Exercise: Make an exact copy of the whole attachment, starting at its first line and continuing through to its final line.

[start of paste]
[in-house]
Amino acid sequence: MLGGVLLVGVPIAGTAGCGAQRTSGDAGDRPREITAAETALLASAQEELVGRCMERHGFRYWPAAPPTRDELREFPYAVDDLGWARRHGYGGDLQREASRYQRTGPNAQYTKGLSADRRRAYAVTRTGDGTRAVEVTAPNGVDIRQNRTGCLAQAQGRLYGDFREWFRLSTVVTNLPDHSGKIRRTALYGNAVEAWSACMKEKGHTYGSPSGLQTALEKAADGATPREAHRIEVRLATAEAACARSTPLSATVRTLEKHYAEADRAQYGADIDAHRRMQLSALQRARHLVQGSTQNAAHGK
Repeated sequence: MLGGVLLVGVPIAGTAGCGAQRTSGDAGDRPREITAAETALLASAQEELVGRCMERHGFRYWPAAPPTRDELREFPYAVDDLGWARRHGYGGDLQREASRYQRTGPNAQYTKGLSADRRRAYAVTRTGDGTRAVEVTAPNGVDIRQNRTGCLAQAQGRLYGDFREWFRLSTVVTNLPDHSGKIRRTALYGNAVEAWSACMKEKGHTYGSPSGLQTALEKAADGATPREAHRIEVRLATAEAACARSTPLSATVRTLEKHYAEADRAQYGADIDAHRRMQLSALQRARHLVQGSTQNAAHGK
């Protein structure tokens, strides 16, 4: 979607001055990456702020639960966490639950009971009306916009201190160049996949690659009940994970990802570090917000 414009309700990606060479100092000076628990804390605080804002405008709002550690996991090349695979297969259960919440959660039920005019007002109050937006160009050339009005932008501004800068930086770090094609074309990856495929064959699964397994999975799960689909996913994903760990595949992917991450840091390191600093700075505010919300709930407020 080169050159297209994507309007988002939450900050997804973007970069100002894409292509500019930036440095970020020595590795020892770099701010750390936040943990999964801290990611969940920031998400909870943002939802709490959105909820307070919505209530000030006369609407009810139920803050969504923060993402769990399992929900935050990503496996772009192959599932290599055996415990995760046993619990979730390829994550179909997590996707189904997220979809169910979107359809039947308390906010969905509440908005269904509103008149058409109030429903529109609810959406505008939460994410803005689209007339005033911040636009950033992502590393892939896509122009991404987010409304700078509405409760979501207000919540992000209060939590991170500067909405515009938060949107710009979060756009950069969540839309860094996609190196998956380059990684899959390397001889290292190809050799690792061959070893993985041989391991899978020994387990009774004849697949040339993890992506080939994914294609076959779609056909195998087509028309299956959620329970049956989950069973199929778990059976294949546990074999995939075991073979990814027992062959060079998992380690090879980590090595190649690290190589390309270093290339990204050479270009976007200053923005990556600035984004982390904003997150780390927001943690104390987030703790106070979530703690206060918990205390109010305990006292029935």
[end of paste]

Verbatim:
[in-house]
Amino acid sequence: MLGGVLLVGVPIAGTAGCGAQRTSGDAGDRPREITAAETALLASAQEELVGRCMERHGFRYWPAAPPTRDELREFPYAVDDLGWARRHGYGGDLQREASRYQRTGPNAQYTKGLSADRRRAYAVTRTGDGTRAVEVTAPNGVDIRQNRTGCLAQAQGRLYGDFREWFRLSTVVTNLPDHSGKIRRTALYGNAVEAWSACMKEKGHTYGSPSGLQTALEKAADGATPREAHRIEVRLATAEAACARSTPLSATVRTLEKHYAEADRAQYGADIDAHRRMQLSALQRARHLVQGSTQNAAHGK
Repeated sequence: MLGGVLLVGVPIAGTAGCGAQRTSGDAGDRPREITAAETALLASAQEELVGRCMERHGFRYWPAAPPTRDELREFPYAVDDLGWARRHGYGGDLQREASRYQRTGPNAQYTKGLSADRRRAYAVTRTGDGTRAVEVTAPNGVDIRQNRTGCLAQAQGRLYGDFREWFRLSTVVTNLPDHSGKIRRTALYGNAVEAWSACMKEKGHTYGSPSGLQTALEKAADGATPREAHRIEVRLATAEAACARSTPLSATVRTLEKHYAEADRAQYGADIDAHRRMQLSALQRARHLVQGSTQNAAHGK
């Protein structure tokens, strides 16, 4: 979607001055990456702020639960966490639950009971009306916009201190160049996949690659009940994970990802570090917000 414009309700990606060479100092000076628990804390605080804002405008709002550690996991090349695979297969259960919440959660039920005019007002109050937006160009050339009005932008501004800068930086770090094609074309990856495929064959699964397994999975799960689909996913994903760990595949992917991450840091390191600093700075505010919300709930407020 080169050159297209994507309007988002939450900050997804973007970069100002894409292509500019930036440095970020020595590795020892770099701010750390936040943990999964801290990611969940920031998400909870943002939802709490959105909820307070919505209530000030006369609407009810139920803050969504923060993402769990399992929900935050990503496996772009192959599932290599055996415990995760046993619990979730390829994550179909997590996707189904997220979809169910979107359809039947308390906010969905509440908005269904509103008149058409109030429903529109609810959406505008939460994410803005689209007339005033911040636009950033992502590393892939896509122009991404987010409304700078509405409760979501207000919540992000209060939590991170500067909405515009938060949107710009979060756009950069969540839309860094996609190196998956380059990684899959390397001889290292190809050799690792061959070893993985041989391991899978020994387990009774004849697949040339993890992506080939994914294609076959779609056909195998087509028309299956959620329970049956989950069973199929778990059976294949546990074999995939075991073979990814027992062959060079998992380690090879980590090595190649690290190589390309270093290339990204050479270009976007200053923005990556600035984004982390904003997150780390927001943690104390987030703790106070979530703690206060918990205390109010305990006292029935």